• Carrying back an NOL to a tax year in which Section 59A is effective may create or increase a taxpayer’s BEAT liability. Under current law, a taxpayer’s BEAT liability generally equals the excess of 10% of its modified taxable income over its regular tax liability less certain credits. Thus, any reduction to a taxpayer’s regular tax liability by reason of an NOL carryback may be offset by an equal increase to its BEAT liability.
  • Consideration should be given to waiving deductions (including on an amended return) to limit adverse BEAT impacts.

Section 250(a)(2) taxable income limitation

  • Section 250(a)(2) reduces a domestic corporation’s allowable Section 250(a)(1) deduction when the sum of its foreign-derived intangible income (FDII) and global intangible low-taxed income (GILTI) exceeds its taxable income for the year (determined without regard to Section 250). Carrying back an NOL, therefore, may reduce a taxpayer’s allowable Section 250 deduction; thus, the taxpayer would be forced to use an attribute that might otherwise offset income taxable at a 21% rate to offset income (GILTI and FDII) that is effectively subject to lower rates because of the Section 250 deduction.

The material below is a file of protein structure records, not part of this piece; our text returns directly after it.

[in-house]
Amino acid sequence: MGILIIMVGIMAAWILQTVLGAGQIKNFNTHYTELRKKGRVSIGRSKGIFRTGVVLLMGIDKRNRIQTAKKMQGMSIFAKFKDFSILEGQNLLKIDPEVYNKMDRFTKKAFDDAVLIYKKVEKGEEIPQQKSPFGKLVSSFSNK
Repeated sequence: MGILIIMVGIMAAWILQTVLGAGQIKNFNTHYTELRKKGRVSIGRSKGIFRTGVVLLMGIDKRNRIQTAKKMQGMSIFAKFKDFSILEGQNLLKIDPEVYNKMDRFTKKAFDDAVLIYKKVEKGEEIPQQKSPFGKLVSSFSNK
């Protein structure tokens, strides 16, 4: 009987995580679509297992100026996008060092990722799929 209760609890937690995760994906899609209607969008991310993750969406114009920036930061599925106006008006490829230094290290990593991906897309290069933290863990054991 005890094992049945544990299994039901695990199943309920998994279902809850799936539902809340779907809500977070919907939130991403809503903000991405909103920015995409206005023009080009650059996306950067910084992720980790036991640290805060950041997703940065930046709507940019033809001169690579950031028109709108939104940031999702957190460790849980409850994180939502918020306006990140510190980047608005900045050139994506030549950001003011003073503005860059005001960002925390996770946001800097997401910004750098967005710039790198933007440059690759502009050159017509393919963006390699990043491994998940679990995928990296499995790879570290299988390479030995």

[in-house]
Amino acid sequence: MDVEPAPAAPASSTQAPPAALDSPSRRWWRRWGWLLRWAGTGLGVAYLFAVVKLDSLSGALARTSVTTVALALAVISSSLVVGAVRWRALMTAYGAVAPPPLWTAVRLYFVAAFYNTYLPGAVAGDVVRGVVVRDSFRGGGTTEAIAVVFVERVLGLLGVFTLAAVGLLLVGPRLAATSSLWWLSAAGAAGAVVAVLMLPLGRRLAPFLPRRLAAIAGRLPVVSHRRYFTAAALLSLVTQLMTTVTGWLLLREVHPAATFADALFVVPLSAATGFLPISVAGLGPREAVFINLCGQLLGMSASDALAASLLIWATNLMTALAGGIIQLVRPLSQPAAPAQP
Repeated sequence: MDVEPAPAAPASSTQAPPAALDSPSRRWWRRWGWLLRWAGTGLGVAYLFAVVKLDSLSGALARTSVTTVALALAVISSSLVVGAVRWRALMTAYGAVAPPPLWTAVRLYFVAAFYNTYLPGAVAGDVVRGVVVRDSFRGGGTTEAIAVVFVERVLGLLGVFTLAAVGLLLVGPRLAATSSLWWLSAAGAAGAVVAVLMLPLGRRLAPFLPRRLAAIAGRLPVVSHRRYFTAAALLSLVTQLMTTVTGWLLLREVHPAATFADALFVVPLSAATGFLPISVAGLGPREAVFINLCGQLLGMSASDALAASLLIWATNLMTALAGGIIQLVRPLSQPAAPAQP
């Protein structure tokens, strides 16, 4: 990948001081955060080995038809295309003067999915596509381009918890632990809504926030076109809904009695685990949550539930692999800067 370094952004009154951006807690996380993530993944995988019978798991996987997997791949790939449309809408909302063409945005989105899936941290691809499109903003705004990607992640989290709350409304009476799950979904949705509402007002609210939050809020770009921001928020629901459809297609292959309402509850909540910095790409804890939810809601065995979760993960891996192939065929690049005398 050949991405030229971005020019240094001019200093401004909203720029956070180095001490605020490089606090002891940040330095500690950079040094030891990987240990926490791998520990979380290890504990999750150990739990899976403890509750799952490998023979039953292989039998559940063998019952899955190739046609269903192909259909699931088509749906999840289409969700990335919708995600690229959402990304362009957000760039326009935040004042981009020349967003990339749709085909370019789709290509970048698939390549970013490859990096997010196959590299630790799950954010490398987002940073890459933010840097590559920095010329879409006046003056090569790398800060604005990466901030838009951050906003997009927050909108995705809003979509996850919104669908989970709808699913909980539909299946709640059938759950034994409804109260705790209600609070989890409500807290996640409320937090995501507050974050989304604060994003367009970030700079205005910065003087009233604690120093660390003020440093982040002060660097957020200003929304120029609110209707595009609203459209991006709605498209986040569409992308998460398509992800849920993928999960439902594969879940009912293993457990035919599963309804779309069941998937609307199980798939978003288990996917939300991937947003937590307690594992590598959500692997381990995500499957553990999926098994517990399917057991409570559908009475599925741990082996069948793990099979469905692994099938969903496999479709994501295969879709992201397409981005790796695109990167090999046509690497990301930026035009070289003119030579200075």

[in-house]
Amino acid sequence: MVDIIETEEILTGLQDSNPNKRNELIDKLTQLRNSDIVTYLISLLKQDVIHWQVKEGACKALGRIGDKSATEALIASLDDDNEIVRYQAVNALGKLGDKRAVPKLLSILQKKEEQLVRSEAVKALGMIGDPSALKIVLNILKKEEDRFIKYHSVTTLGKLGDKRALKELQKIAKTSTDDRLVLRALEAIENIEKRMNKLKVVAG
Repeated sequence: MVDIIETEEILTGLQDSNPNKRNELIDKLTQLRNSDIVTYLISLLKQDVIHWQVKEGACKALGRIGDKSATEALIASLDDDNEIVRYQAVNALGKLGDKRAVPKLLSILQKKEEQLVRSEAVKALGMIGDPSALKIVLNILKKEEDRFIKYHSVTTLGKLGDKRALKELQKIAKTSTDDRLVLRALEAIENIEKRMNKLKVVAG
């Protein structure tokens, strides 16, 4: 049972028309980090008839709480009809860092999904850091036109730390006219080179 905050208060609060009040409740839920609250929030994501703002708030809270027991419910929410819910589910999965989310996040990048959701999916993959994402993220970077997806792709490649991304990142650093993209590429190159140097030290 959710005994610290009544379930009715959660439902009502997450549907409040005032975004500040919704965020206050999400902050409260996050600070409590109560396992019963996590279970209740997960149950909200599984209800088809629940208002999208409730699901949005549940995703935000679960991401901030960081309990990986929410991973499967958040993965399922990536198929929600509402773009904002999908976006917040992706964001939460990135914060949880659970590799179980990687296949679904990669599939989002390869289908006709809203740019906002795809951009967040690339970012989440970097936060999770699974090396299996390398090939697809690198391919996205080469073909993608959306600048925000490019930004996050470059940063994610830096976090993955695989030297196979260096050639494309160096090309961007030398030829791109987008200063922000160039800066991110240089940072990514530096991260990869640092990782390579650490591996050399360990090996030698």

1. All “Section” references are to the Internal Revenue Code of 1986, and the regulations promulgated thereunder.


For additional information with respect to this Alert, please contact the following:

Ernst & Young LLP (United States), International Tax and Transaction Services